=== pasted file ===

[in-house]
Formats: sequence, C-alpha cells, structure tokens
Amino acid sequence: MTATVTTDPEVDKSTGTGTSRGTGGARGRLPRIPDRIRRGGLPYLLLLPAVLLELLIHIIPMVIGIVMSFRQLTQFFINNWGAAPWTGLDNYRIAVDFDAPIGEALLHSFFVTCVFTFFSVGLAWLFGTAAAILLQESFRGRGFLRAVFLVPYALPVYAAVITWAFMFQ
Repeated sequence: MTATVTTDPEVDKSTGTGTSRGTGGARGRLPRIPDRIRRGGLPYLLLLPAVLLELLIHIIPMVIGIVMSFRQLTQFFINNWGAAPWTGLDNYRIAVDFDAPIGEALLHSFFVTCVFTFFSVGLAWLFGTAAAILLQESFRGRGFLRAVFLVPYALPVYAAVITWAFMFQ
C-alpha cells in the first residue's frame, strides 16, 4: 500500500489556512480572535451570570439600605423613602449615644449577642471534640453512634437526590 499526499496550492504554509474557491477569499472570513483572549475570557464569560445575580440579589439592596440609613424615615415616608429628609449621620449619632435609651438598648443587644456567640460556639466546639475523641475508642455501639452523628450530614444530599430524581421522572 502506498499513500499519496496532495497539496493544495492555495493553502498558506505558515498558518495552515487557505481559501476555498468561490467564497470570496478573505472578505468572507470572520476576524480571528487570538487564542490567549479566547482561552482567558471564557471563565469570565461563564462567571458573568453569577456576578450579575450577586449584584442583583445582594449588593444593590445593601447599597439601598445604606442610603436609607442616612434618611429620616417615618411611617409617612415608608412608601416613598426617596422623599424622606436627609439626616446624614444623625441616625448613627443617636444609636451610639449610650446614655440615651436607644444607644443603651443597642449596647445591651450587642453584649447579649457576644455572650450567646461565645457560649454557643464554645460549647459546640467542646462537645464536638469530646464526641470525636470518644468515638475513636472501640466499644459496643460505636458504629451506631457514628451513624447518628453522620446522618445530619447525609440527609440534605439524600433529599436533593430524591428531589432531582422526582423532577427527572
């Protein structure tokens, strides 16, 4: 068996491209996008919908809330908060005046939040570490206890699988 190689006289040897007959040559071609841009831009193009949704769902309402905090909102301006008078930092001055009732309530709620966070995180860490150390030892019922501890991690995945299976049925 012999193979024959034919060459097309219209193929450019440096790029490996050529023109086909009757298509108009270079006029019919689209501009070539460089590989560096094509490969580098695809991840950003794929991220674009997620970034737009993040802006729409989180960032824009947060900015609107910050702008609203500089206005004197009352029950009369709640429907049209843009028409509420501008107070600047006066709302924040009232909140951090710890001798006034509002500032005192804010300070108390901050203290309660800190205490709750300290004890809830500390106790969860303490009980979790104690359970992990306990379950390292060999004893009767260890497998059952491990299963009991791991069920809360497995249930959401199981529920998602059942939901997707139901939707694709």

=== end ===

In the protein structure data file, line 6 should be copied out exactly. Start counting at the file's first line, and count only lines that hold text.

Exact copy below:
């Protein structure tokens, strides 16, 4: 068996491209996008919908809330908060005046939040570490206890699988 190689006289040897007959040559071609841009831009193009949704769902309402905090909102301006008078930092001055009732309530709620966070995180860490150390030892019922501890991690995945299976049925 012999193979024959034919060459097309219209193929450019440096790029490996050529023109086909009757298509108009270079006029019919689209501009070539460089590989560096094509490969580098695809991840950003794929991220674009997620970034737009993040802006729409989180960032824009947060900015609107910050702008609203500089206005004197009352029950009369709640429907049209843009028409509420501008107070600047006066709302924040009232909140951090710890001798006034509002500032005192804010300070108390901050203290309660800190205490709750300290004890809830500390106790969860303490009980979790104690359970992990306990379950390292060999004893009767260890497998059952491990299963009991791991069920809360497995249930959401199981529920998602059942939901997707139901939707694709």